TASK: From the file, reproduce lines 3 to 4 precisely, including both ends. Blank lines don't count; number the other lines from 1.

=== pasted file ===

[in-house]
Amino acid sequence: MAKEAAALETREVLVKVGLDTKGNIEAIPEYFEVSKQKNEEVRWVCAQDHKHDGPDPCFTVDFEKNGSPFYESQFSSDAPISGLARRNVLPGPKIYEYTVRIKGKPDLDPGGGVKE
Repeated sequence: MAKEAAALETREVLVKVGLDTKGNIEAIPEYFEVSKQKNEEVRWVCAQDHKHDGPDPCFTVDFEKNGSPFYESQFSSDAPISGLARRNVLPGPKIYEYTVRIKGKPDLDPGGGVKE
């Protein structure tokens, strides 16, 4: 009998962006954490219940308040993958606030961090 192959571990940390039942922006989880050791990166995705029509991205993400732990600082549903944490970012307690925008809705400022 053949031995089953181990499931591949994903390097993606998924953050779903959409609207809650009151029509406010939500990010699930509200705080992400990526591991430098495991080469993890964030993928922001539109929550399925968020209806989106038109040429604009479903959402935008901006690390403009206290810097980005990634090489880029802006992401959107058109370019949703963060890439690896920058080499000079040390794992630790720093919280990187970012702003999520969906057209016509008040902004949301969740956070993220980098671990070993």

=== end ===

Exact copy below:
Repeated sequence: MAKEAAALETREVLVKVGLDTKGNIEAIPEYFEVSKQKNEEVRWVCAQDHKHDGPDPCFTVDFEKNGSPFYESQFSSDAPISGLARRNVLPGPKIYEYTVRIKGKPDLDPGGGVKE
């Protein structure tokens, strides 16, 4: 009998962006954490219940308040993958606030961090 192959571990940390039942922006989880050791990166995705029509991205993400732990600082549903944490970012307690925008809705400022 053949031995089953181990499931591949994903390097993606998924953050779903959409609207809650009151029509406010939500990010699930509200705080992400990526591991430098495991080469993890964030993928922001539109929550399925968020209806989106038109040429604009479903959402935008901006690390403009206290810097980005990634090489880029802006992401959107058109370019949703963060890439690896920058080499000079040390794992630790720093919280990187970012702003999520969906057209016509008040902004949301969740956070993220980098671990070993």